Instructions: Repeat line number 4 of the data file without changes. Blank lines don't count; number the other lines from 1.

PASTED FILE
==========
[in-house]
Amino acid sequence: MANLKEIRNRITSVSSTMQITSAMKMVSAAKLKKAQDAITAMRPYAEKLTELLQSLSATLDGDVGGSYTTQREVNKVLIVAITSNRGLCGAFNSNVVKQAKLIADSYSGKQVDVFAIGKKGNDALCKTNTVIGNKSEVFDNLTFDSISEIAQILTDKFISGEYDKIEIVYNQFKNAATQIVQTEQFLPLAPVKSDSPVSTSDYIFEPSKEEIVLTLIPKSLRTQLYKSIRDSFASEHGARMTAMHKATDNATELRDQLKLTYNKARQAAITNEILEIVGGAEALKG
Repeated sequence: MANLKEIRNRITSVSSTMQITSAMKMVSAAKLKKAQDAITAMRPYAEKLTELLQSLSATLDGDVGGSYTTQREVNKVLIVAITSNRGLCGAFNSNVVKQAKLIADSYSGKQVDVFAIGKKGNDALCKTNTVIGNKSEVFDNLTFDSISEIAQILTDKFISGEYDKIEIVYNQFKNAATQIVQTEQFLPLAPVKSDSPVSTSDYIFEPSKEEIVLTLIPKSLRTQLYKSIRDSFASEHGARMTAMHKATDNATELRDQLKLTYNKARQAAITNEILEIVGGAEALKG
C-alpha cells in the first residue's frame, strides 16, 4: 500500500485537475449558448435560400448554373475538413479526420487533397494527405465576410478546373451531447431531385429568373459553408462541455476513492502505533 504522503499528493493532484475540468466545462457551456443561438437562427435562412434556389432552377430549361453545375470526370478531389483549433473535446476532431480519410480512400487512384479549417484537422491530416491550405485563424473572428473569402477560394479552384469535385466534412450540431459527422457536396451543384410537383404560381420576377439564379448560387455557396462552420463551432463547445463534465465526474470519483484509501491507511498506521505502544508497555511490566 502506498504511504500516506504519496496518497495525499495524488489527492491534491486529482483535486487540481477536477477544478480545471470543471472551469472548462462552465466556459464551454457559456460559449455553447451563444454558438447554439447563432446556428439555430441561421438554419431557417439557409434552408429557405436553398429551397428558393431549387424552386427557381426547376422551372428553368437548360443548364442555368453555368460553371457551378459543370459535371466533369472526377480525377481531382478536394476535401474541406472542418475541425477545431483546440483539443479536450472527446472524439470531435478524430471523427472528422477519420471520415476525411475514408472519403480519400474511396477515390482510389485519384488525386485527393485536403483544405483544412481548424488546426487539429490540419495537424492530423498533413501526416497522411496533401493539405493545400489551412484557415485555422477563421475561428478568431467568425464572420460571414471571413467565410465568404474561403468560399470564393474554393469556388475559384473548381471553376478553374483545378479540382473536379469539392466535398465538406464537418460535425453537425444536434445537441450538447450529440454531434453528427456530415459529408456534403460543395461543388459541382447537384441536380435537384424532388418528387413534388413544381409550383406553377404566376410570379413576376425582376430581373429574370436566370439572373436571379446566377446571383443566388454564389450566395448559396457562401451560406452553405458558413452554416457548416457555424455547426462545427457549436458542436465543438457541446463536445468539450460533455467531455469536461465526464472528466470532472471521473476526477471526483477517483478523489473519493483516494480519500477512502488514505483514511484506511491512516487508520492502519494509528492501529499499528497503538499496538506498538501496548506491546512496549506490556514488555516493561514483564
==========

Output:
C-alpha cells in the first residue's frame, strides 16, 4: 500500500485537475449558448435560400448554373475538413479526420487533397494527405465576410478546373451531447431531385429568373459553408462541455476513492502505533 504522503499528493493532484475540468466545462457551456443561438437562427435562412434556389432552377430549361453545375470526370478531389483549433473535446476532431480519410480512400487512384479549417484537422491530416491550405485563424473572428473569402477560394479552384469535385466534412450540431459527422457536396451543384410537383404560381420576377439564379448560387455557396462552420463551432463547445463534465465526474470519483484509501491507511498506521505502544508497555511490566 502506498504511504500516506504519496496518497495525499495524488489527492491534491486529482483535486487540481477536477477544478480545471470543471472551469472548462462552465466556459464551454457559456460559449455553447451563444454558438447554439447563432446556428439555430441561421438554419431557417439557409434552408429557405436553398429551397428558393431549387424552386427557381426547376422551372428553368437548360443548364442555368453555368460553371457551378459543370459535371466533369472526377480525377481531382478536394476535401474541406472542418475541425477545431483546440483539443479536450472527446472524439470531435478524430471523427472528422477519420471520415476525411475514408472519403480519400474511396477515390482510389485519384488525386485527393485536403483544405483544412481548424488546426487539429490540419495537424492530423498533413501526416497522411496533401493539405493545400489551412484557415485555422477563421475561428478568431467568425464572420460571414471571413467565410465568404474561403468560399470564393474554393469556388475559384473548381471553376478553374483545378479540382473536379469539392466535398465538406464537418460535425453537425444536434445537441450538447450529440454531434453528427456530415459529408456534403460543395461543388459541382447537384441536380435537384424532388418528387413534388413544381409550383406553377404566376410570379413576376425582376430581373429574370436566370439572373436571379446566377446571383443566388454564389450566395448559396457562401451560406452553405458558413452554416457548416457555424455547426462545427457549436458542436465543438457541446463536445468539450460533455467531455469536461465526464472528466470532472471521473476526477471526483477517483478523489473519493483516494480519500477512502488514505483514511484506511491512516487508520492502519494509528492501529499499528497503538499496538506498538501496548506491546512496549506490556514488555516493561514483564